Early Modern Mathematical Principles and Symmetry Arguments

  title={Early Modern Mathematical Principles and Symmetry Arguments},
  author={James Franklin},
Mathematics is the home ground of principles. Since Euclid, mathematics has been the model of a body of knowledge organized as a deductive structure based on self-evident axioms. The prestige of that model was highest in early modern times, lying after the vast extension of the realm of mathematics in the Scientific Revolution but before the discovery of non-Euclidean geometries and the foundational crises of the late nineteenth century. When the Jesuit missionaries chose Euclid as the first… 
3 Citations

Figures from this paper

‘Let No-One Ignorant of Geometry…’: Mathematical Parallels for Understanding the Objectivity of Ethics
It may be a myth that Plato wrote over the entrance to the Academy “Let no-one ignorant of geometry enter here.” But it is a well-chosen motto for his view in the Republic that mathematical training
Principles in Early Modern Philosophy and Science
  • Peter R. Anstey
  • Philosophy
    Encyclopedia of Early Modern Philosophy and the Sciences
  • 2020
Principles in Early Modern Philosophy and Science
  • Peter R. Anstey
  • Philosophy
    Encyclopedia of Early Modern Philosophy and the Sciences
  • 2020


A historical reconstruction of mechanics as a mathematical physical science
According to the widespread opinion of historians, modern mechanics is the result of a revolutionary phenomenon that occurred during the Renaissance, during the so-called scientific revolution,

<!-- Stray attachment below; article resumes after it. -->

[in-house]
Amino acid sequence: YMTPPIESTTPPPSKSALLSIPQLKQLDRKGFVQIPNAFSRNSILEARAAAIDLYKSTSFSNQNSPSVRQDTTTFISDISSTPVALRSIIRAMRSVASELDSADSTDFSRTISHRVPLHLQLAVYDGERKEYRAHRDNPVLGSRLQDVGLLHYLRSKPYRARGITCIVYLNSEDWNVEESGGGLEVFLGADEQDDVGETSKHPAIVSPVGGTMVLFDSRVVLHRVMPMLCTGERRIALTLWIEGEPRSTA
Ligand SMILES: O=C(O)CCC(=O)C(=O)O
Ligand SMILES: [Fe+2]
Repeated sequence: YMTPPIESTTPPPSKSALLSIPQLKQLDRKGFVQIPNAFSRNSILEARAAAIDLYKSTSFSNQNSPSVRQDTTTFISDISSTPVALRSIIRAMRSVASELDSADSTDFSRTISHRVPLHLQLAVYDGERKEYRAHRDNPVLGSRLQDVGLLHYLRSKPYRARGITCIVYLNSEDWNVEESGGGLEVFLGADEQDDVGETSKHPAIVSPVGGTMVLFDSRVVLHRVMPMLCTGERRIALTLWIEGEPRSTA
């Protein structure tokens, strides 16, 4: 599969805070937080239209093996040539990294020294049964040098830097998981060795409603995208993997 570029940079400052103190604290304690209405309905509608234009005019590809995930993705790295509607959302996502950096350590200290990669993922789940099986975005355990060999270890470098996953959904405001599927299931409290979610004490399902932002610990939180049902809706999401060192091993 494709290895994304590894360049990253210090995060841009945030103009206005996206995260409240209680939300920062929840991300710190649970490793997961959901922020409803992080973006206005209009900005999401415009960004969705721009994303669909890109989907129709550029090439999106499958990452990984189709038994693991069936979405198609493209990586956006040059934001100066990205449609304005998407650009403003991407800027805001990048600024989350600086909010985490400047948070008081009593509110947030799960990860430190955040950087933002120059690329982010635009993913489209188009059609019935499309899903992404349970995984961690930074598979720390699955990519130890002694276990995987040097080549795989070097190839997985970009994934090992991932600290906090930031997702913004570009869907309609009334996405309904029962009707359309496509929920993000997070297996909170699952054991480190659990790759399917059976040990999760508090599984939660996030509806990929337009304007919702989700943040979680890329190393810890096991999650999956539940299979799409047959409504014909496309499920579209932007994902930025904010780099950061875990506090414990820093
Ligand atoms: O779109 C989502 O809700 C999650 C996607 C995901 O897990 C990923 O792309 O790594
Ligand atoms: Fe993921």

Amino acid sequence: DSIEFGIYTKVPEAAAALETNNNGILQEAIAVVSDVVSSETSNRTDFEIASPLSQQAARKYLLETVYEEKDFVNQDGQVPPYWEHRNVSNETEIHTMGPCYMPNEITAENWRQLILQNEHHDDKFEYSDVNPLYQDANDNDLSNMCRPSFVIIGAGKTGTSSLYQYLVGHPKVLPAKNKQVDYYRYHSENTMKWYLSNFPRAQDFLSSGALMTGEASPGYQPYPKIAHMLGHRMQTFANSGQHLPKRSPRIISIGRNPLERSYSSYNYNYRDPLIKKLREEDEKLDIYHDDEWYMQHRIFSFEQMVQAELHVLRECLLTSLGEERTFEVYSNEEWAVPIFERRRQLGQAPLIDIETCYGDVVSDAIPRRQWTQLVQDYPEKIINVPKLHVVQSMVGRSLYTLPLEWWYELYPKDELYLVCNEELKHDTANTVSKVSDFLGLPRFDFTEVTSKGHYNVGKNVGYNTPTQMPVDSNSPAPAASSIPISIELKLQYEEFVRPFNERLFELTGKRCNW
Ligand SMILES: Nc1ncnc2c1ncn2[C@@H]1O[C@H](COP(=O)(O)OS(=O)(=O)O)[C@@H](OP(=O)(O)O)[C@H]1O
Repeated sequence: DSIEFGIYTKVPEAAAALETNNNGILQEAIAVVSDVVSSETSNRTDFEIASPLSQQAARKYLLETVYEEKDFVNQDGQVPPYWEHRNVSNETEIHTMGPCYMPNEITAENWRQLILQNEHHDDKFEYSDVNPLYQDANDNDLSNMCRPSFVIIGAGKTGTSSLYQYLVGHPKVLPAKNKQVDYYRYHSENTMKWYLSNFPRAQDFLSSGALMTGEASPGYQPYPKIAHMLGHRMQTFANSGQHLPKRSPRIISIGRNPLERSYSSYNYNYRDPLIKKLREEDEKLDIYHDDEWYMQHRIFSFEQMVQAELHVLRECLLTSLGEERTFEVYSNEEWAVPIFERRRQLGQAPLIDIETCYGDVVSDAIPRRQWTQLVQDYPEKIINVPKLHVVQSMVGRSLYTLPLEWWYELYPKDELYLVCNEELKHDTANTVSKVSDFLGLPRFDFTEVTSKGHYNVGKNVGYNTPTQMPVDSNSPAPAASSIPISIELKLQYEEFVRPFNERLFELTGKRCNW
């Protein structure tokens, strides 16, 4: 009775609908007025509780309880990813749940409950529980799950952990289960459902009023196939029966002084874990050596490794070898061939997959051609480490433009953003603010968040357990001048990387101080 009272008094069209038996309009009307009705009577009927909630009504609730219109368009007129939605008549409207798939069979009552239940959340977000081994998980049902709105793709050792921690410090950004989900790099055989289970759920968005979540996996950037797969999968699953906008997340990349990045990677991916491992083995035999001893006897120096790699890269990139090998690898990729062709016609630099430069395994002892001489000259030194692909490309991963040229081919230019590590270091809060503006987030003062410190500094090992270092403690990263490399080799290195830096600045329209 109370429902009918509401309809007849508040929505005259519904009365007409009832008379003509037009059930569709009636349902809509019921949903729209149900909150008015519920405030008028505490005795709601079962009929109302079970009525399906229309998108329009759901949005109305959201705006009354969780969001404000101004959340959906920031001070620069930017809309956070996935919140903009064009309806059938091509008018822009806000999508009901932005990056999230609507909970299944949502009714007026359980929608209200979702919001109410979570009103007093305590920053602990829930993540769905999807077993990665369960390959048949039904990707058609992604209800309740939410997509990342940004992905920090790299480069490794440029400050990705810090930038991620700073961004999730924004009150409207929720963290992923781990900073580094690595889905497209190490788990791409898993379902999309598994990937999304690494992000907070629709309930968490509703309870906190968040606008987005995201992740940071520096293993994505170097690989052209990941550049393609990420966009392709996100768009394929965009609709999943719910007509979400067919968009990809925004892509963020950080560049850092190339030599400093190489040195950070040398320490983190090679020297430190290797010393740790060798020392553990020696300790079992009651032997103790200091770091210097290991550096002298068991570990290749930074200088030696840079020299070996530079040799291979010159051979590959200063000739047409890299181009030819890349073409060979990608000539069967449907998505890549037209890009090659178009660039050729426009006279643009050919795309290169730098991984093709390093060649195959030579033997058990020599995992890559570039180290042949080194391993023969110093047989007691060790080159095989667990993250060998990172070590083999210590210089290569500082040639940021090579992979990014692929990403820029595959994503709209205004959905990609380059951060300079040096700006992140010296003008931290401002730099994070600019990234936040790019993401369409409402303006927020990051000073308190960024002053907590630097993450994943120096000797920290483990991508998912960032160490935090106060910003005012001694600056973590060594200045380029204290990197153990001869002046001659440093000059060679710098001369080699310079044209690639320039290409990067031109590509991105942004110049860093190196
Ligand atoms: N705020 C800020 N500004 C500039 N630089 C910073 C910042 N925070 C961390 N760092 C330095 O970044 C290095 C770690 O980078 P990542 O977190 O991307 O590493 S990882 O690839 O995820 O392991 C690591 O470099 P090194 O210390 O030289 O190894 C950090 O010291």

The mathematical form of measurement and the argument for Proposition I in Newton’s Principia
Newton characterizes the reasoning of Principia Mathematica as geometrical, and it is argued that Newton proceeds in this way so that his reasoning can have the ostensive certainty of geometry.
Achievements and Fallacies in Hume's Account of Infinite Divisibility
Throughout history, almost all mathematicians, physicists, and philosophers have been of the opinion that space and time are infinitely divisible. That is, it is usually believed that space and time
Christian Theology and the Newtonian Science: The Rise of the Concept of the Laws of Nature
R. G. Collingwood has suggested that the basic contrast between the Greek view of nature and what he calls the Renaissance view, springs from the difference between their respective analogical
Diagrammatic Reasoning and Modelling in the Imagination: The Secret Weapons of the Scientific Revolution
Tartaglia’s Italian Euclid of 1543 is geometry in the narrow sense. But the big two books of 1543, Copernicus’ De revolutionibus and Vesalius’ De humani corporis fabrica are also geometry, if a
Mersenne and Mixed Mathematics
One of the most fascinating intellectual agures of the seventeenth century, Marin Mersenne (1588–1648) is well known for his relationships with many outstanding contemporary scholars as well as for
Huygens’ Traité de la lumière and Newton’s opticks: pursuing and eschewing hypotheses
  • A. Shapiro
  • Education
    Notes and Records of the Royal Society of London
  • 1989
Writing in December 1688 to his brother Constantyn, who had only recently arrived in England with the court of William III, Christiaan Huygens expressed a wish to be in England, ‘ only to make the
Mathematics and Empire, Navigation and Exploration
In the early modern period mathematics played a prominent role in promoting English expansion. Mathematicians invented navigational instruments, prepared astronomical tables, drew up maps, and
Renaissance notions of number and magnitude